Stay safe this Christmas
Monday 1st December
Each year more than 80,000 people need treatment at hospital for accidents that occur over the Christmas period.
Alongside an increase in admissions due to winter illness, the UK hospitals see thousands of people treated for Christmas-related injuries. More accidents happen at home than anywhere else and at Christmas the accident statistics increase, with serious incidents such as house fires coming in alongside careless injuries such as a knife cut whilst trying to assemble a toy.
Christmas accident statistics:
- Since 1996, 31 people have died from watering their Christmas tree with the lights plugged in
- 1 in 10 people burn themselves while setting fire to Christmas pudding
- 350 people a year are hurt by Christmas tree lights
- 1,000 people a year are hurt when decorating their homes
- 30 people die from food poisoning each Christmas
- People are 50% more likely to be in a house fire at Christmas than at any other time of the year
The Royal Society for the Prevention of Accidents has some guidelines to help reduce the number of accidents that occur in your home this Christmas.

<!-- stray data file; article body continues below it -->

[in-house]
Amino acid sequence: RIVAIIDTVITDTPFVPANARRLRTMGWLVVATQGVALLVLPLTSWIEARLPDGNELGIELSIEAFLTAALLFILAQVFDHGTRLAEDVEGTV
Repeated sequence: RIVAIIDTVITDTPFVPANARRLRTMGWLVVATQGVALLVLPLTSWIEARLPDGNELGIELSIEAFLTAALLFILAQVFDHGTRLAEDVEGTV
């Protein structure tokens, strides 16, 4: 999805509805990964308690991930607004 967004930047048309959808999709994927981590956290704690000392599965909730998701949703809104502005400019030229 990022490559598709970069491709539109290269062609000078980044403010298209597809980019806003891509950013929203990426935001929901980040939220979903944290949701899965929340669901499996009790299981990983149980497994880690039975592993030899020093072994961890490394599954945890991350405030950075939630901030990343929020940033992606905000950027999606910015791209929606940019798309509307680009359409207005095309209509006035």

Keep your house safe:
- Do not leave candles unattended
- Ensure Christmas wrapping and cards are clear of open flames
- Keep clutter to a minimum to reduce the risk of falls
- Beware of trailing cables – invest in a cable tidy to keep wires to a minimum
- Look out for small items e.g. cracker prizes that could cause a choking hazard in small children.
- Keep scissors at hand to open any packaging, and have screwdrivers ready to assemble toys. Do not use a knife
Stress was also a key factor in a number of accidents so be sure to read our article about having a stress free family Christmas.
This article has been brought to you using public health information freely available online (click on links in the article for more information). Benenden Health has not provided any direct medical advice within this article. Please consult the sources provided if you would like additional information or support or contact your GP for further advice.